Although krokodil was developed decades ago, it has only gained notoriety in the past few years – not until this past month has krokodil shown up in the United States. The krokodil trend first took off in Russia, where a stuttering economy has caused widespread clandestine manufacturing of the drug in order to meet demand for a cheap heroin substitute.

Opiate addiction is rampant in Russia, partially because of its proximity to Afghanistan. The Huffington Post reports that Afghanistan provides Russia’s 2.5 million heroin addicts with 70 tons of heroin each year – accounting for more than 20 percent of annual global drug consumption.

Many of the country’s poor, seeking an affordable way to sustain their addiction, have turned to krokodil as a heroin substitute. The drug is especially pervasive among homeless people and prostitution rings. New York’s Office of Alcoholism and Substance Abuse Services estimates that 1 million Russians now use krokodil, equivalent to 40 percent of the Russian population already addicted to heroin.

Krokodil is deceptively lethal. Many users falsely assume that the cooking process removes impurities from the drug. This is not true. Even after cooking, the drug retains chemicals that almost immediately cause the body to deteriorate. The drug’s use is most prevalent among poor people already addicted to hard drugs.

Because the krokodil trend is relatively new, health professionals do not fully understand the drug’s long-term effects. They continue to investigate as new victims are hospitalized. However, because krokodil is usually homemade and has ingredients that vary by manufacturer, the effects of krokodil will vary case-by-case.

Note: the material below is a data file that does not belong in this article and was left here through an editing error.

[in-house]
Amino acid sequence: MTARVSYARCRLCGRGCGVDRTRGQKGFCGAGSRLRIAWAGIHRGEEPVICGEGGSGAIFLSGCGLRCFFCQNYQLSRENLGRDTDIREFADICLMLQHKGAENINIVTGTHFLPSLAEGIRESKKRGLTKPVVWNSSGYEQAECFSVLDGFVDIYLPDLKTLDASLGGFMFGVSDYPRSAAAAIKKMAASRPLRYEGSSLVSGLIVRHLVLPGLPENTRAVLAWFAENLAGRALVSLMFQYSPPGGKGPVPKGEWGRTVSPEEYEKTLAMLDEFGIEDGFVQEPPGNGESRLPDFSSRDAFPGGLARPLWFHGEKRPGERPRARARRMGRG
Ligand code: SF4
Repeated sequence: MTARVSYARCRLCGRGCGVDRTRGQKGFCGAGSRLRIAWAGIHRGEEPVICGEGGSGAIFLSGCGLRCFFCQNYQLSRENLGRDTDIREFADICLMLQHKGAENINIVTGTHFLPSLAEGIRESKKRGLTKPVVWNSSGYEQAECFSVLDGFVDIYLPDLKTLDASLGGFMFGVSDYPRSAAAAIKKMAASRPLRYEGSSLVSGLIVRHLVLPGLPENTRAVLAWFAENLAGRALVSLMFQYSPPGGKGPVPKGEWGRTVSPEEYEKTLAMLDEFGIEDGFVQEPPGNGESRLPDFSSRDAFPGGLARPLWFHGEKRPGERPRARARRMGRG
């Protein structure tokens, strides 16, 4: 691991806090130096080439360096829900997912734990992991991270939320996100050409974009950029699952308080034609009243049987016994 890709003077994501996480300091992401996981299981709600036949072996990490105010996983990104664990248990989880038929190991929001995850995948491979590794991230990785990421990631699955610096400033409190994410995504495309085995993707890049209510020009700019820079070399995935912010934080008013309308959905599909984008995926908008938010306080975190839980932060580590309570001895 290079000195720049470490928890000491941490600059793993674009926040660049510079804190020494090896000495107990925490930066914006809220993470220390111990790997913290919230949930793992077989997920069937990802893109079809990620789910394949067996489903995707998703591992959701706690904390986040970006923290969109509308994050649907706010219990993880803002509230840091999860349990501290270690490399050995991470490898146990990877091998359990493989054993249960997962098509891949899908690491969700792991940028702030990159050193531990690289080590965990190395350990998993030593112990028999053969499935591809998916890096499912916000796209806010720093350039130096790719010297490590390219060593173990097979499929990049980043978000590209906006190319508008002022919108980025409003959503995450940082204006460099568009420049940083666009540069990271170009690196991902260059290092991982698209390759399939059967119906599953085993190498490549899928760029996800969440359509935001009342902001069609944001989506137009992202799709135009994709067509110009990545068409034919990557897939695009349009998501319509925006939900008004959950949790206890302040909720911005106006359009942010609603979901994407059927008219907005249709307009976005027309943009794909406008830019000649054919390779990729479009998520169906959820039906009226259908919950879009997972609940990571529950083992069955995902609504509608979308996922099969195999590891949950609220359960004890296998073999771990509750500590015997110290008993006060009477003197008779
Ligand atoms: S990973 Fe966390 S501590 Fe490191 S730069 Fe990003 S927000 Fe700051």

– Matt Berg

Sources: Espacenet, Huffington Post1, Huffington Post2, OASAS, LA Times

Photo: The Parallax Brief

Poorest Region in Latin America
Latin America has made great strides in its efforts to reduce extreme poverty. Since 2000, poverty levels have been cut in half and in 2011 the middle class surpassed the amount of the impoverished for the first time. However, Central America and Mexico seem to be falling behind.

It’s estimated that Central America and Mexico have the most people living in extreme poverty, an average of 16 percent, and have the smallest number of people in middle class per capita.

There are many reasons why these countries remain the poorest and struggle to catch up with the rest of the Latin American countries. Issues include:

  • Drug Trafficking: Drug trafficking has plagued the region with violence and corruption making it extremely difficult to allow for further growth and stability. The fact that Honduras has the highest murder rate in the world only serves to accentuate this issue.
  • Government Rivalries: From shores to waterways, El Salvador and Honduras argue over property rights constantly. Guatemala and Belize cannot come to an agreement on border control. Also, many countries are angry that Honduras and Guatemala receive more foreign aid than the others.